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London Evening Standard: Soaring costs send Shell profits diving

Oct 26, 2006
Robert Lea

Royal Dutch Shell today joined its FTSE 100 arch-rival oil major BP in reporting a fall in profits in the third quarter of the year.

Shell admitted today that profits in its key exploration and production division plunged by 25 percent year-on-year, as group earnings in the three months to the end of September fell by 3 percent to $6.95 billion (GBP3.7 billion).

Despite the record oil price of $78 a barrel being reached during the quarter and continuing historically high prices, Shell blamed its poor performance on rising costs, the hangover from the 2005 hurricane season in production in the Gulf of Mexico, and shutdowns in Nigeria where the company’s operations have been hit by insurgents.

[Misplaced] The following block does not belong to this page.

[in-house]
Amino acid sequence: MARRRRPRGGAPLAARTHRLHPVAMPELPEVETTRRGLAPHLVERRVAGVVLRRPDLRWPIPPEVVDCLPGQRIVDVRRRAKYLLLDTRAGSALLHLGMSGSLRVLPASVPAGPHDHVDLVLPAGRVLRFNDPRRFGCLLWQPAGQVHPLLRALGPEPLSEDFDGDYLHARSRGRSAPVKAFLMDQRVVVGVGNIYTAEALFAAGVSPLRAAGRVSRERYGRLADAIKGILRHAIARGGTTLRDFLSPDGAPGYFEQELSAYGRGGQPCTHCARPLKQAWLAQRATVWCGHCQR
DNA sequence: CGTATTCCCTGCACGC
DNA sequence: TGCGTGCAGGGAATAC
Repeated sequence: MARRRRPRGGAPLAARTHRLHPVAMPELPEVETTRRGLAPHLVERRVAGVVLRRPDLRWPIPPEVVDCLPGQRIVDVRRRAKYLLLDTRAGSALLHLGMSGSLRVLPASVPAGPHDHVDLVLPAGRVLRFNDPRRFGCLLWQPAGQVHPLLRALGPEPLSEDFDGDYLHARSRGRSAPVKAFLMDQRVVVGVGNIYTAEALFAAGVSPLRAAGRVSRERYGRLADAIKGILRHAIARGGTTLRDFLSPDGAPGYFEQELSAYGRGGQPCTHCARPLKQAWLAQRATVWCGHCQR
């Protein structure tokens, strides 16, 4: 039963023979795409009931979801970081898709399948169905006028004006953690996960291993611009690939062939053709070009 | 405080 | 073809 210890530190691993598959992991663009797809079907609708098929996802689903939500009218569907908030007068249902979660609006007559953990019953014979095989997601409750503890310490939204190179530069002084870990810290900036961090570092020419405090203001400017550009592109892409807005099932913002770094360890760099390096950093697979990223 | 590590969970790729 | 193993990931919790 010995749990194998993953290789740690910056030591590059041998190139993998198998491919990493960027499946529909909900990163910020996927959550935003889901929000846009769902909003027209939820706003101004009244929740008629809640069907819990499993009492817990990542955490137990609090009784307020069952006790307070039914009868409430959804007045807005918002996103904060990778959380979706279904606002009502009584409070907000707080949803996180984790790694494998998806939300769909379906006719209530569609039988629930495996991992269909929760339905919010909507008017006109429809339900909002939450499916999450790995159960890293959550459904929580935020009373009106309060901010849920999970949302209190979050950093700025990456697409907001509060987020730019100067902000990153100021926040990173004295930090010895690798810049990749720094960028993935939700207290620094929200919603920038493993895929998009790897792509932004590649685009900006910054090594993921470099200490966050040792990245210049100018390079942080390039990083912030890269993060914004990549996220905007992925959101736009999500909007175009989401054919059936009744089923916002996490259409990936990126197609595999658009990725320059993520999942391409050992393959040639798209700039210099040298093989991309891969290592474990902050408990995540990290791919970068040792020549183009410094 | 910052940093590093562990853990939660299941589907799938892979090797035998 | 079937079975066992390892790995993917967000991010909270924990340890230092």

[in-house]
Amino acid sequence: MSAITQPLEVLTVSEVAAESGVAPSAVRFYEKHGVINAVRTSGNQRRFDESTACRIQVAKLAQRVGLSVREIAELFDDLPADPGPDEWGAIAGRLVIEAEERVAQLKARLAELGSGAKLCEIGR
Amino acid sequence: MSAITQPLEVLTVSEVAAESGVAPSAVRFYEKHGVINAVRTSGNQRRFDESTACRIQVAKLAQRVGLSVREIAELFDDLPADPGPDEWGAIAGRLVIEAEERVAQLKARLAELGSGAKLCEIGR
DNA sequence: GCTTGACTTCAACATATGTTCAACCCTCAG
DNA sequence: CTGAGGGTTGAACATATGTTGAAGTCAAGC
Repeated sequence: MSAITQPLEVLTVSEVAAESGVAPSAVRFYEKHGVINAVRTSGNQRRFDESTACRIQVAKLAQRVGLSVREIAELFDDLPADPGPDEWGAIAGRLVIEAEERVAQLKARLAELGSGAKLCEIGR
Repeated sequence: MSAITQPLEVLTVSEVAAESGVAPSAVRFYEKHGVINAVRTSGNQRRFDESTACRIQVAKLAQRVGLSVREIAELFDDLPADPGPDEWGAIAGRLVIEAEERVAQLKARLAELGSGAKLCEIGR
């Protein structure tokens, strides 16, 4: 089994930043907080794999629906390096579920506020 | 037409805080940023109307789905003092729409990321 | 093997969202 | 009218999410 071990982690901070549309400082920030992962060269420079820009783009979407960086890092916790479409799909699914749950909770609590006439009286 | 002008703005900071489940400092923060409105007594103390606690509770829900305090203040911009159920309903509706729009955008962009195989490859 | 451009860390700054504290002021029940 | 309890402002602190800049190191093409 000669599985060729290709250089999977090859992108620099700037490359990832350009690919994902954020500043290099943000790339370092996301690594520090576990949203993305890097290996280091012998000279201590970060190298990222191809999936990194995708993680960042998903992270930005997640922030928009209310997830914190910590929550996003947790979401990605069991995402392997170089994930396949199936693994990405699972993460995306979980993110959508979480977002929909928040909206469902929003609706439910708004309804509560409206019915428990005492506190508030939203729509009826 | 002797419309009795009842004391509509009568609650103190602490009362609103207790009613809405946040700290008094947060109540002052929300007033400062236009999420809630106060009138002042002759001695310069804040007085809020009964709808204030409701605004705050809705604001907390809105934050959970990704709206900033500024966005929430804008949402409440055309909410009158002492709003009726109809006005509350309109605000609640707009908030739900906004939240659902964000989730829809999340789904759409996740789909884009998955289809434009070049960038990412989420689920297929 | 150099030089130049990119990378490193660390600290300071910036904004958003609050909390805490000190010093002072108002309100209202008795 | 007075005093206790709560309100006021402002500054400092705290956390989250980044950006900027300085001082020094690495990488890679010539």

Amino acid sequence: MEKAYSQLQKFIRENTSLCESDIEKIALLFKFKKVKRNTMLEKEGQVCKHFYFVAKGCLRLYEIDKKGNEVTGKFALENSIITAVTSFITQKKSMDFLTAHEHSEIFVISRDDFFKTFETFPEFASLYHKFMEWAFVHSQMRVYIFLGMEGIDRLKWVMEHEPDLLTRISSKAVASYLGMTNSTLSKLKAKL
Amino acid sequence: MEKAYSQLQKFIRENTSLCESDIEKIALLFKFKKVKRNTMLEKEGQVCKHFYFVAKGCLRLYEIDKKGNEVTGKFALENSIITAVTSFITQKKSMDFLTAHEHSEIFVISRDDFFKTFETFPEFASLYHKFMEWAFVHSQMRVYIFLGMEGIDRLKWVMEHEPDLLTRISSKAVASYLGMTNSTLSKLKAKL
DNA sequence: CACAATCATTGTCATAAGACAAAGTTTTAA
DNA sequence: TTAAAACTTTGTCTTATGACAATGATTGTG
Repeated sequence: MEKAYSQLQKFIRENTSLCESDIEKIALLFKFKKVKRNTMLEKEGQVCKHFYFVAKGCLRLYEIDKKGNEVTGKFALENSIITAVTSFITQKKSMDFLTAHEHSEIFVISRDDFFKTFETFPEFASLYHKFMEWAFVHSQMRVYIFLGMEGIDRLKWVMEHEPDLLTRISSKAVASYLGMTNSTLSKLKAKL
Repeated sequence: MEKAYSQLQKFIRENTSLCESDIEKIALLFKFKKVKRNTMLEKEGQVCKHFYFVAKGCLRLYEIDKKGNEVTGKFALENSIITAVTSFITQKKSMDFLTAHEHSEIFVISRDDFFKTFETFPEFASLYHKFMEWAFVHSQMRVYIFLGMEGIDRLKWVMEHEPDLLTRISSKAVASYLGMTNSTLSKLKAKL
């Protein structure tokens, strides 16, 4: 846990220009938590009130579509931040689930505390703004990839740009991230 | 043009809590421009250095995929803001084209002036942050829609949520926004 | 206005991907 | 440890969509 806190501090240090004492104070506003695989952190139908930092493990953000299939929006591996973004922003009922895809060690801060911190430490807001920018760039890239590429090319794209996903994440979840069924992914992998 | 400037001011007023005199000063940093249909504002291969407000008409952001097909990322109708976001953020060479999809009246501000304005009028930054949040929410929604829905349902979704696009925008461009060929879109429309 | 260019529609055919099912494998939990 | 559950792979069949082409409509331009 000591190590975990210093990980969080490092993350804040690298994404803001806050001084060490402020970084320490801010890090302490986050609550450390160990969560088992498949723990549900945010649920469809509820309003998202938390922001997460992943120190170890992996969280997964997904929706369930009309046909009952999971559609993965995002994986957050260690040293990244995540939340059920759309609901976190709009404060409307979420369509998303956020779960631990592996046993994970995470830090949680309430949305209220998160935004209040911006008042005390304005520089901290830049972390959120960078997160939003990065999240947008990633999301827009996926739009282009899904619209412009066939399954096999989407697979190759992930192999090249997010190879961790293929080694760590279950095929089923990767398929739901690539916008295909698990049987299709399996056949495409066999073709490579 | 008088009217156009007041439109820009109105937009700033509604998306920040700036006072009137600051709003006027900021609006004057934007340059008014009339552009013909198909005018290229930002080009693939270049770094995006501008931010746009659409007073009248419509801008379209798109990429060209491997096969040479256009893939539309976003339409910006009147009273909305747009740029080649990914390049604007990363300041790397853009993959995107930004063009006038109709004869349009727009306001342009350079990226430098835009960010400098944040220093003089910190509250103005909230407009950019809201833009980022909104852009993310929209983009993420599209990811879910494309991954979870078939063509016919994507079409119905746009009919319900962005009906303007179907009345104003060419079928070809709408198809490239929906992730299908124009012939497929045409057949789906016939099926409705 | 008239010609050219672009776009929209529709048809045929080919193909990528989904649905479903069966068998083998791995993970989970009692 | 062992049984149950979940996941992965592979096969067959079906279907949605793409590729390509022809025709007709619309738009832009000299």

Profits were also hurt by high prices triggering production sharing costs, as well as a GBP165 million back-tax demand from the British government.

Excluding the impacts of the Nigerian shutdowns and Gulf of Mexico problems, Shell said production rose by 3 percent.

Chief executive Jeroen van der Veer shrugged off the quarterly performance, which still sees Shell profits up 12 percent on the year to date at $19.3 billion for the first nine months.

“This is a good performance,” he said. “Our earnings have proven resilient in the face of rising industry costs and weakening refining margins.”

But admitting that the company’s operating performance was merely satisfactory, van der Veer added: “Cost pressure remains a significant challenge for our industry.”

Liquefied natural gas, reckoned to be the solution for potential future energy shortages, was a bright spot for Shell, accelerating the group’s gas and power earnings by 19 percent.

Earlier this week, BP reported its first quarterly fall in nearly three years after Alaskan production shutdowns and the hangover of the fatal Texas City refinery explosions and closure of its Thunder Horse platform in the Mexican Gulf.

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